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7 tips to ensure your cyber security is up to scratch

A cyber-security specialist has provided insight on how law firms can ensure they have adequate cyber-security measures in place.

user iconEmma Musgrave 07 January 2021 SME Law
7 tips to ensure your cyber security is up to scratch
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For Lander & Rogers partner Lisa Fitzgerald, the new year period is an opportune time for businesses, including law firms, to reassess and bolster their protection.

“Many businesses are underprepared,” she said.

“Even when they have a data breach response plan, it’s often stored on servers and may be rendered inaccessible during a cyber incident. The Federal Government’s Cyber Strategy 2020 report flags express directors duties in relation to cyber security, which could mean greater potential for shareholder class actions where a cyber incident leads to a drop in share price.


“All businesses today need data to operate. Whether that data is personal, sensitive, confidential, privileged or simply essential to running the business, as soon as that data becomes inaccessible, business comes to a grinding halt.”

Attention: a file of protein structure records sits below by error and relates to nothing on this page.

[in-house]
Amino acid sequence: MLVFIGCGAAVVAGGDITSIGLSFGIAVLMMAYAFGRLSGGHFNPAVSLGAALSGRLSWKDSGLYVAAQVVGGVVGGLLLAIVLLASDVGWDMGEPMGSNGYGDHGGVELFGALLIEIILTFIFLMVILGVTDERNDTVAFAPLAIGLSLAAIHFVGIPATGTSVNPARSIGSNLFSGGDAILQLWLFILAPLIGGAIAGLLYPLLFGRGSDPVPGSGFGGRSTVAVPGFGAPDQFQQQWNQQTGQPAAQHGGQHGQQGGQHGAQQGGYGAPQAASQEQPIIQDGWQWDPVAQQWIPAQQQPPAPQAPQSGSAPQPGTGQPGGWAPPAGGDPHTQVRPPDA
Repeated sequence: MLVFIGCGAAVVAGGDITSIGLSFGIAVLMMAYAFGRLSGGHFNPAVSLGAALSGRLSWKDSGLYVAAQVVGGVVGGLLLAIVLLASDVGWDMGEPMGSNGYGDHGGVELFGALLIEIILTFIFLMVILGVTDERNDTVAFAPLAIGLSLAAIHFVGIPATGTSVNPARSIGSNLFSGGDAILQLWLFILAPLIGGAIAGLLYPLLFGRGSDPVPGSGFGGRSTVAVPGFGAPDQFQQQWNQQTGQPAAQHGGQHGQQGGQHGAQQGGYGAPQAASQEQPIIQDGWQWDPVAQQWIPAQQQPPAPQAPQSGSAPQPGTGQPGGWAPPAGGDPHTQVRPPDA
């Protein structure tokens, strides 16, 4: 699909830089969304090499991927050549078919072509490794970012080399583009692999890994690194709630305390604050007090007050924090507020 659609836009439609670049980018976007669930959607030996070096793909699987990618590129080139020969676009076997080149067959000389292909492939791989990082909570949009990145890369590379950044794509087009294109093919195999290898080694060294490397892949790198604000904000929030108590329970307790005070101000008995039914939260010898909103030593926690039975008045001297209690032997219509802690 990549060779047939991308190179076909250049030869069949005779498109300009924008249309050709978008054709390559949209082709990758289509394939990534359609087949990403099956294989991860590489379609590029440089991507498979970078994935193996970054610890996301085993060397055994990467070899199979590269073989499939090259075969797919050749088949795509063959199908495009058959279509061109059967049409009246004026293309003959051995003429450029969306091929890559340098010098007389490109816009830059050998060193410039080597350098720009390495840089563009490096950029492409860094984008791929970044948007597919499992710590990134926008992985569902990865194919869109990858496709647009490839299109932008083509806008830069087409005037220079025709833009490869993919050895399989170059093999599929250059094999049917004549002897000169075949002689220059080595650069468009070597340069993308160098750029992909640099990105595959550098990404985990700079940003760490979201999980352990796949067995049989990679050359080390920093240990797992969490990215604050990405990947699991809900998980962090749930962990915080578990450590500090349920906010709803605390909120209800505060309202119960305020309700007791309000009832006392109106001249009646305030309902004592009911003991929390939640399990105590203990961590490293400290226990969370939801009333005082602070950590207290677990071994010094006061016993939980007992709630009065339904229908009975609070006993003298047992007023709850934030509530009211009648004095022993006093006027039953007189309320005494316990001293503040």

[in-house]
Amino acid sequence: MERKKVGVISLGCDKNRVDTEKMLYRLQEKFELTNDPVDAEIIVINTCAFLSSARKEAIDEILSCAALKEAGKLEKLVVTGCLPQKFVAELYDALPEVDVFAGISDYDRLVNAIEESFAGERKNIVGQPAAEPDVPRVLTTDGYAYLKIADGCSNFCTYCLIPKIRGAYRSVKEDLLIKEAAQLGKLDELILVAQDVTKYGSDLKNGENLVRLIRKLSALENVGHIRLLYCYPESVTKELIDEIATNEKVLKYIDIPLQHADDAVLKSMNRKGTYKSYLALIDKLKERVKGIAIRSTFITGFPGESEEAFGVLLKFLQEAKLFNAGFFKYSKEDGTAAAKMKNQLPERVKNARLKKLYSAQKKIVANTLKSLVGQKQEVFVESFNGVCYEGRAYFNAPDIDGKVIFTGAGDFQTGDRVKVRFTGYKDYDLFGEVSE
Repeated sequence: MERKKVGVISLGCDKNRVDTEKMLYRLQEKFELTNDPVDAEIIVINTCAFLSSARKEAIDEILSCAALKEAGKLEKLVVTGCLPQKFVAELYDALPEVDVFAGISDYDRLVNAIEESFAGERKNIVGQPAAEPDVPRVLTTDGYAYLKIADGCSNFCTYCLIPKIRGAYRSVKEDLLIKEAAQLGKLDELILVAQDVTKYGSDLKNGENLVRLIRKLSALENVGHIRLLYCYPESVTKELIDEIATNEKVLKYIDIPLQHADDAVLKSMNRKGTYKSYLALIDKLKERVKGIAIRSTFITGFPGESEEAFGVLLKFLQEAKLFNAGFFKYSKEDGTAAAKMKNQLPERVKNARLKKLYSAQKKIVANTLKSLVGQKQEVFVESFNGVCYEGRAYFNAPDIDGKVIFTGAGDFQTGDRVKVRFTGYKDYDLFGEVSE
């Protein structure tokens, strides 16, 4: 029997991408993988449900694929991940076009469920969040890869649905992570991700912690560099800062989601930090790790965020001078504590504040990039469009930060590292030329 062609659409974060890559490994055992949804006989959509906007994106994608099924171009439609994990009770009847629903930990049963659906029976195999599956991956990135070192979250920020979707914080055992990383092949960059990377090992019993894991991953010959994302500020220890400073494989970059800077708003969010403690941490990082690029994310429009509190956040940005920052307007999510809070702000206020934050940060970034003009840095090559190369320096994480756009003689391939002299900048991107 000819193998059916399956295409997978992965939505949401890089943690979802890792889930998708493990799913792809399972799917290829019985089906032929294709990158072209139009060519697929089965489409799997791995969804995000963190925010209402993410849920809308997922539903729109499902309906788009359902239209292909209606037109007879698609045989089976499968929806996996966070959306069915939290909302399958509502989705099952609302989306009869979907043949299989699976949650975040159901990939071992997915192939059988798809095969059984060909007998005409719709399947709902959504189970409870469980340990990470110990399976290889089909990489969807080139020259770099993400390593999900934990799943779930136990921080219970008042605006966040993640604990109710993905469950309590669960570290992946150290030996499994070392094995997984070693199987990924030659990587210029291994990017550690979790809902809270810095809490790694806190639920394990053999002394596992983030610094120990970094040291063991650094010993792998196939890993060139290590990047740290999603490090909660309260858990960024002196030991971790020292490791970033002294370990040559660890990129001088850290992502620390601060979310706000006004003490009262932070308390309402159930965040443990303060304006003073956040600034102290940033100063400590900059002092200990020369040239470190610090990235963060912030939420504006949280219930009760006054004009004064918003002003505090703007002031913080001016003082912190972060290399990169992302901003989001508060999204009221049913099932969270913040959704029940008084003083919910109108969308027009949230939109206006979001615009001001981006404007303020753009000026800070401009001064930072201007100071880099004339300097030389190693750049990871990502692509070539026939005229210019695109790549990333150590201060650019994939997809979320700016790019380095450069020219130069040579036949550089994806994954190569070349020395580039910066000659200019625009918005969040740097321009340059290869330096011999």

Here are seven ways businesses can protect themselves against a threat, according to Ms Fitzgerald:

1. Review your IT systems and increase malware detection measures.

2. Remind your staff to be on the alert for phishing emails and actively monitor compliance with your IT policies.

3. Ensure data breach response plans are up to date and fit for purpose.

4. Require two-factor authentication, including from third-party tech vendors.

5. Encrypt the most sensitive and business-critical data, including customer data. This will require a data audit.

6. Reinstate robust procurement processes for cloud services and ensure your contract will help, rather than hinder, you at a time of crisis.

7. Obtain cyber insurance.

If the business has already fallen victim to an attack, Ms Fitzgerald advised there are several measures one can take. 

“Activate your data breach response plan – your external lawyer is well placed to be a custodian of this plan and to play a key role in ensuring timely, effective and compliant steps are taken,” she said.

“Engage a cyber forensics team to understand what and who has been potentially affected as soon as possible. Waiting until exfiltration of data has been proven is not enough and dangerously narrow. Screenshots of data don’t require data extraction or transfer from a server, so identifying potentially impacted data is part of this process.

“Obtain legal advice without delay to help with an effective response and to mitigate damage.

“Check the terms of your insurance policy and follow it.”